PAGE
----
Louisiana oysters during the New Orleans Jazz & Heritage Festival at the Fair Grounds Race Course on May 1, 2010 in New Orleans, La. Oyster producers in the Gulf are preparing for yet another major storm to hit the area.
Louisiana oysters during the New Orleans Jazz & Heritage Festival at the Fair Grounds Race Course on May 1, 2010 in New Orleans, La. Oyster producers in the Gulf are preparing for yet another major storm to hit the area. - 

Tropical Storm Isaac is poised to make landfall on the anniversary of Hurricane Katrina. As it churns in the Gulf of Mexico, New Orleans business owners and residents are preparing for yet another potential disaster.

Sal Sunseri runs the 136-year-old P&J Oyster Company in New Orleans, which supplies restaurants all over the area with shellfish. Sunseri says he and his staff are preparing for the worst, while trying to stay positive. "We operate a lean, mean, fighting machine-type of place." The business is still recovering from the BP oil spill. "We're getting back up there. It's a good 75 percent. That's not bad. It's sort of like a comparison with a forest fire, to where it's gone but it comes back strong."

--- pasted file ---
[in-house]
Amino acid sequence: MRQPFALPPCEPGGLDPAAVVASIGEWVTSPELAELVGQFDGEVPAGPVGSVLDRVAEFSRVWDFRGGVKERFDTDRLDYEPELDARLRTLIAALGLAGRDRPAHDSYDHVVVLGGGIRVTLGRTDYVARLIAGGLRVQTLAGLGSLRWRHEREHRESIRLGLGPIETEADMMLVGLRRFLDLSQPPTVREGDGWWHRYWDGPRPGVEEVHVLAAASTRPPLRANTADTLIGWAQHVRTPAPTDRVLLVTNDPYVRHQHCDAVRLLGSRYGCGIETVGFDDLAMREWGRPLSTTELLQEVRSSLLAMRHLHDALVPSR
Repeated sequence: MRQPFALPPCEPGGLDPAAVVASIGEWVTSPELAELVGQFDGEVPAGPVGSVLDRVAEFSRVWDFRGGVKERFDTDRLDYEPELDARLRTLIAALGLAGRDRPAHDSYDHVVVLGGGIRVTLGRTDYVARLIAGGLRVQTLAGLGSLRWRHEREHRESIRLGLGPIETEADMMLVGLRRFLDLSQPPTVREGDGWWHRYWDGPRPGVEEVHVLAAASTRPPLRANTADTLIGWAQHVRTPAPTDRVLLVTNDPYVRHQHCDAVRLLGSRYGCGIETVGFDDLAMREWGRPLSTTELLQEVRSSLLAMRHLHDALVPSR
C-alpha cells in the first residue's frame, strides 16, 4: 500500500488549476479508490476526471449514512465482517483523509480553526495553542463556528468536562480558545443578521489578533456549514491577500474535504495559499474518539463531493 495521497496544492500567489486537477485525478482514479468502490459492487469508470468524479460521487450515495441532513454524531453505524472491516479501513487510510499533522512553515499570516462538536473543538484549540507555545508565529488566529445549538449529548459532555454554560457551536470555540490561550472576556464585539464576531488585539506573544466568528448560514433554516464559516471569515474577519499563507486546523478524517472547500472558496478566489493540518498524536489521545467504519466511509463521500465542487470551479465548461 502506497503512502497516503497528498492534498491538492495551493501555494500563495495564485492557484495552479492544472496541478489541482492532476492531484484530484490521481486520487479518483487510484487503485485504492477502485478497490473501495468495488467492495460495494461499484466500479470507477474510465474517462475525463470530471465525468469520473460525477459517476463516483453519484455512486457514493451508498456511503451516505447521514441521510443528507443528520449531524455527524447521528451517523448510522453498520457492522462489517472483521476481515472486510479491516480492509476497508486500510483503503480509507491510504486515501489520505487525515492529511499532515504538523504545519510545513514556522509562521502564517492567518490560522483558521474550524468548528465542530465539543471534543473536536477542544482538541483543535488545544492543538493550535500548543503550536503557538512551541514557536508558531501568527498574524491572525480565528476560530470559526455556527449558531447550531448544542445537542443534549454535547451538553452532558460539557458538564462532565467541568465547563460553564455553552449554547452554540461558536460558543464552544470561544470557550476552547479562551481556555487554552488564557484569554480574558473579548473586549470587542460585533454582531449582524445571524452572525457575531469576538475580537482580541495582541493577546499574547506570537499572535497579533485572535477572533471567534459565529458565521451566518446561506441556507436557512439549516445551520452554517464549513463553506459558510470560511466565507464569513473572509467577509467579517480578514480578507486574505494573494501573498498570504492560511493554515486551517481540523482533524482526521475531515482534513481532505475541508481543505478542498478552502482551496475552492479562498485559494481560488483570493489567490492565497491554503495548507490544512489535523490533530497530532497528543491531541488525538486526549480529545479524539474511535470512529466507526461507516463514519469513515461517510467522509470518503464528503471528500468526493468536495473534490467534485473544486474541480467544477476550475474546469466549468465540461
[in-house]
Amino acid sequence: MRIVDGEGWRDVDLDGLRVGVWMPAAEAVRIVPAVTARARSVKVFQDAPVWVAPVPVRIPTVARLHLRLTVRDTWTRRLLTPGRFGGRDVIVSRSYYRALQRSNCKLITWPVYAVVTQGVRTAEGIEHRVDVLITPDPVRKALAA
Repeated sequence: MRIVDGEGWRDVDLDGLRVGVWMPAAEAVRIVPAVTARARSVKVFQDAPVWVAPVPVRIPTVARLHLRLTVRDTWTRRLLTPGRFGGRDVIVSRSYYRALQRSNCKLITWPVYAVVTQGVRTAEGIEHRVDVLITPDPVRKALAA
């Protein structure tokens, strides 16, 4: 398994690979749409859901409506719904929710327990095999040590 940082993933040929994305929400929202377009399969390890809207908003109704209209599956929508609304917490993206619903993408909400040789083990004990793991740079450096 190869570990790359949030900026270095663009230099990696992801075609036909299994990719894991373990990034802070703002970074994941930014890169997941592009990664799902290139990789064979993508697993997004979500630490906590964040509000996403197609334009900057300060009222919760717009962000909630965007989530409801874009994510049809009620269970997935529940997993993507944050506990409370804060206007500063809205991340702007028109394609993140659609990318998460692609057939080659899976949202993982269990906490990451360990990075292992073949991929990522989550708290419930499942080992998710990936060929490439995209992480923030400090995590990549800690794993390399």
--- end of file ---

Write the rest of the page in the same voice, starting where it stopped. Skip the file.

Although the storm is taking away the news headlines from the GOP convention in Tampa, Sunseri says he's still paying attention. "But I heard that the storm's not going that way, so I don't know why they pushed it back or it's a shorter version. But you know, I'd hold it. I think it should be going on."

Meanwhile, Sunseri and his family are waiting to ride the storm out. "We have a small generator just to run the refrigerator and a few fans. We're going to be cooking some étouffée and have some raw oysters."

Follow Kai Ryssdal at @kairyssdal